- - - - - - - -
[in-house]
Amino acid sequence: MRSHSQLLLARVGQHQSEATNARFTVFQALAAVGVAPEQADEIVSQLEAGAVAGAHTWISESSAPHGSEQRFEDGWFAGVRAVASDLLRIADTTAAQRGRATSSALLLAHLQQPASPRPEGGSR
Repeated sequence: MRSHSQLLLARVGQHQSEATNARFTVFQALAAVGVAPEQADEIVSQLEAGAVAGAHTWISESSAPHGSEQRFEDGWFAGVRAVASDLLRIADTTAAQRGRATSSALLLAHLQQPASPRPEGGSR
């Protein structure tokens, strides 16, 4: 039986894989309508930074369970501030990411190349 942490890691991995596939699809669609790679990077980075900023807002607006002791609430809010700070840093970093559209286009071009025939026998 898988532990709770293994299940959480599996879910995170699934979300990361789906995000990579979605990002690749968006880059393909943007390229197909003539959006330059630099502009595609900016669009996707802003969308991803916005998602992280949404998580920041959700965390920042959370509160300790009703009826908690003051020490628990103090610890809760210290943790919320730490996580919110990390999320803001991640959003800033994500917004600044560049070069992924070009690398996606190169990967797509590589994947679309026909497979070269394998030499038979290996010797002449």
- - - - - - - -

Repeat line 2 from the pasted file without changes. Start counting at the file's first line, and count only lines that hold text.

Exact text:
Amino acid sequence: MRSHSQLLLARVGQHQSEATNARFTVFQALAAVGVAPEQADEIVSQLEAGAVAGAHTWISESSAPHGSEQRFEDGWFAGVRAVASDLLRIADTTAAQRGRATSSALLLAHLQQPASPRPEGGSR